The Sports Thread/La Liga Finale Runthrough Thread For 5/16/14: Come Too Far For Nothing (First Version)
Photos from Atletico's press conference
With no proper reasoning why the Malaga-Levante match was played on a Friday night to close their seasons, the 2013-2014 La Liga campaign has its finale weekend, where the leagues MVP Atletico Madrid may somehow have nothing to show for their historic season. A loss to Barcelona tomorrow in the competition's dramatic last chapter would be about as unkind as any Suarez's bite.
Atletico have clearly felt the pressure and fatigue of going into the last weeks of the season with multiple trophies to play for. They couldn't get anything past Keylor Navas and almost were dealt the same devastating blow against Willy Caballero last week, while their own ace netminder Tobias Courtois' gaffe to give Malaga the opener belied the unfamiliar May tension surrounding Madrid's unglamorous big club.
Make no mistake, Atletico have been a Godsend to a league that couldn't tolerate another season of "Big 2" duopoly being poisonous. Despite Sevilla winning the Europa League and a respectable effort from Valencia to reach the semifinals, the great Spanish league is still financially a contest between the giants of Real Madrid and Barcelona. Next season, Atletico are already guaranteed to be weaken once more, losing their best players for yet another season (Courtois returning to Chelsea while Diego Costa seems bound to go to Stamford Bridge as well), a financial luxury the Big 2 never have to worry about.
(Although it speaks to the greatest that Diego Simeone has exhibited in his tenure with Atletico, it would take another magical season of Herculean managing and fortuitous favors to be able to replace those two like he has been able to replace Falcao this campaign.)
Both Real and Barcelona's continued persistence (as well as the LPF, Mediapro and main sponsor BBVA banks' constant disturbing silence) to keep the lion share of the league's TV money continues to be a major dark cloud on a league that certainly doesn't refuse to call itself the "best league in the world." It really is kind of a hilarious irony considering how the Premier League long received chastisement throughout the global soccer community for boasting of such a phrase, but at least they have both a decent track record and financial stability for all of its clubs unlike what LPF and the Big 2 have allowed. Yet, no major uproar has been produced by those same English critics.
Even with the usual fiscal disadvantages, Atletico have allowed Real and Barcelona partisans to repeatedly mention how "We're more than a two team league" as this spring has developed. They have given the league the rare opportunity to be fully bold in mentioning it does have depth despite being a year removed from its worst showing in Europe as a collective whole. Without Atletico's "more than 3rd place brilliance", it would be the same argument held up against it, and it would possibly lead to the league demanding that it now be run not by just Los Blancos or the Catalan giants.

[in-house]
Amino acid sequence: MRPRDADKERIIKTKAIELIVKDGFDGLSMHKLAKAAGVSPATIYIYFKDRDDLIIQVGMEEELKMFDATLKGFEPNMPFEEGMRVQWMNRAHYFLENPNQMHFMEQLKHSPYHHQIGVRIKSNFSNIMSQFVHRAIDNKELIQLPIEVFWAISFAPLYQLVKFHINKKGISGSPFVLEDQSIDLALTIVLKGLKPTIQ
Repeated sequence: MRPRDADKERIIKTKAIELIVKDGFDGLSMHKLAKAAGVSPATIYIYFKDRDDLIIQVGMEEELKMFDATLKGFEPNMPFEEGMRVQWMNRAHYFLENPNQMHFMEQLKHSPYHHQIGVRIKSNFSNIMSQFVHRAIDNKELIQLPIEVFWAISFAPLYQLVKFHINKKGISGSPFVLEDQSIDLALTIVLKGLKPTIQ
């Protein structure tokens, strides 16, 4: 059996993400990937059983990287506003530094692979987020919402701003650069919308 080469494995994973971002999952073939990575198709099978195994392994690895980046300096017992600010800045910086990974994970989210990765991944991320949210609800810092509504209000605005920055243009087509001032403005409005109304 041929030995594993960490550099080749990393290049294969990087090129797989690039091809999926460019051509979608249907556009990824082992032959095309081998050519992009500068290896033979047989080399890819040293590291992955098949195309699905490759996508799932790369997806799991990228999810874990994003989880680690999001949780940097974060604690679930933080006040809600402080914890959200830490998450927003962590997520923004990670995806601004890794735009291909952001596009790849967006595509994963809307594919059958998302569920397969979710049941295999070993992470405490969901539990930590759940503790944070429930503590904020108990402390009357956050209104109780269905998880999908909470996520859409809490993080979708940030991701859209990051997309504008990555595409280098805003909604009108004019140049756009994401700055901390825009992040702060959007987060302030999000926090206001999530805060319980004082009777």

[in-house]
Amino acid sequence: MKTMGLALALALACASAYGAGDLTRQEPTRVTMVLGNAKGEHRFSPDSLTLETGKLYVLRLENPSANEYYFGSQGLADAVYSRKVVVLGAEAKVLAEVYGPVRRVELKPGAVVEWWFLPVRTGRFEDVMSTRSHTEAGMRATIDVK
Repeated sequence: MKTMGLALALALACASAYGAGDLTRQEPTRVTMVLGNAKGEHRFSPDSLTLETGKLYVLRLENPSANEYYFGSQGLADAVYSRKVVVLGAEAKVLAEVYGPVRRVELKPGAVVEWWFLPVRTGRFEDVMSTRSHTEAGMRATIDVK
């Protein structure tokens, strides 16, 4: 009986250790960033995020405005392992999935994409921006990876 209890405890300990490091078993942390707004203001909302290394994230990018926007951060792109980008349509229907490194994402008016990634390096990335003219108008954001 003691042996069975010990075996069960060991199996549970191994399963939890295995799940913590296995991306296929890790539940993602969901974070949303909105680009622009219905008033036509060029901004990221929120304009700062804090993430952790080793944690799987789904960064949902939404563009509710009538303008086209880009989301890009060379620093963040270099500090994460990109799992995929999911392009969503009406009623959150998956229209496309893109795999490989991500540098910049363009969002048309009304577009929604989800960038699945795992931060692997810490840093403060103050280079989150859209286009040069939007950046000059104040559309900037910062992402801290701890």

The fair result to culminate La Liga's season (and its representation in the Champions League this campaign) would be for Atletico not to suffer a crushing defeat that may easily linger into the showdown in Lisbon with their bitter crosstown rival next weekend. A loss to a Barcelona side as undeserving of any trophy since the Rijkaard days would amp up the pressure on Simeone's squad to prevent a wonderful season going for naught. A scenario that shouldn't be the case considering how the Real Madrid community throughout the entire planet have, are, and will be on pins and needles desperate for La Decima to finally arrive.
But Real, even with the massive despair their fans will feel if their European Cup drought does not end at the hands of their little brothers, will always have firm chances to still win the Champions League and La Liga. For Atletico, the opposite is the case, as they may never have a better chance to win either trophy (or both) for a long time. Maybe even longer than the 18 years they last won Spain's top flight domestic league, especially if the Big 2 continue to emulate the economy inequality crisis of the haves and have nots throughout España (and really now, throughout the world).
Atletico Madrid has given the Spanish soccer fan and the LFP almost everything this season. It would be so very cruel if they received nothing back for it in return.